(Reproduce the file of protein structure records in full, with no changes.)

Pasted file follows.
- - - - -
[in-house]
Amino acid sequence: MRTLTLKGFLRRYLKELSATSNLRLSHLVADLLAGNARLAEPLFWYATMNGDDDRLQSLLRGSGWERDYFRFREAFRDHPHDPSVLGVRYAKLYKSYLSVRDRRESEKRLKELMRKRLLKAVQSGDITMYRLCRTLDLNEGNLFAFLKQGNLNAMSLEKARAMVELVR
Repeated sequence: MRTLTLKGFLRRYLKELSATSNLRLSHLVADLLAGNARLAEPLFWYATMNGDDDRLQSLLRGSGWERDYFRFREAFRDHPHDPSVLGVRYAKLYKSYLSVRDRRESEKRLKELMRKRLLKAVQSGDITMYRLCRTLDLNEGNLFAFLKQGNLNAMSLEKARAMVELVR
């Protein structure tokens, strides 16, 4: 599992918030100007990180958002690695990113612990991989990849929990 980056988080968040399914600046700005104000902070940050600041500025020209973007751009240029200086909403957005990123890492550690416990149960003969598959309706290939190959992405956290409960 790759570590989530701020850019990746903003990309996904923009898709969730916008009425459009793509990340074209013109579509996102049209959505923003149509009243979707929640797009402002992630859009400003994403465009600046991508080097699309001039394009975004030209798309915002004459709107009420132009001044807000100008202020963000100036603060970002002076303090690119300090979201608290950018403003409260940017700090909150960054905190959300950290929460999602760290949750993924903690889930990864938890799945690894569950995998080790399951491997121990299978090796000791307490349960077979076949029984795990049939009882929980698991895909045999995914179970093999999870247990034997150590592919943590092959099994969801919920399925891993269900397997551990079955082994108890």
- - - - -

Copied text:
[in-house]
Amino acid sequence: MRTLTLKGFLRRYLKELSATSNLRLSHLVADLLAGNARLAEPLFWYATMNGDDDRLQSLLRGSGWERDYFRFREAFRDHPHDPSVLGVRYAKLYKSYLSVRDRRESEKRLKELMRKRLLKAVQSGDITMYRLCRTLDLNEGNLFAFLKQGNLNAMSLEKARAMVELVR
Repeated sequence: MRTLTLKGFLRRYLKELSATSNLRLSHLVADLLAGNARLAEPLFWYATMNGDDDRLQSLLRGSGWERDYFRFREAFRDHPHDPSVLGVRYAKLYKSYLSVRDRRESEKRLKELMRKRLLKAVQSGDITMYRLCRTLDLNEGNLFAFLKQGNLNAMSLEKARAMVELVR
């Protein structure tokens, strides 16, 4: 599992918030100007990180958002690695990113612990991989990849929990 980056988080968040399914600046700005104000902070940050600041500025020209973007751009240029200086909403957005990123890492550690416990149960003969598959309706290939190959992405956290409960 790759570590989530701020850019990746903003990309996904923009898709969730916008009425459009793509990340074209013109579509996102049209959505923003149509009243979707929640797009402002992630859009400003994403465009600046991508080097699309001039394009975004030209798309915002004459709107009420132009001044807000100008202020963000100036603060970002002076303090690119300090979201608290950018403003409260940017700090909150960054905190959300950290929460999602760290949750993924903690889930990864938890799945690894569950995998080790399951491997121990299978090796000791307490349960077979076949029984795990049939009882929980698991895909045999995914179970093999999870247990034997150590592919943590092959099994969801919920399925891993269900397997551990079955082994108890």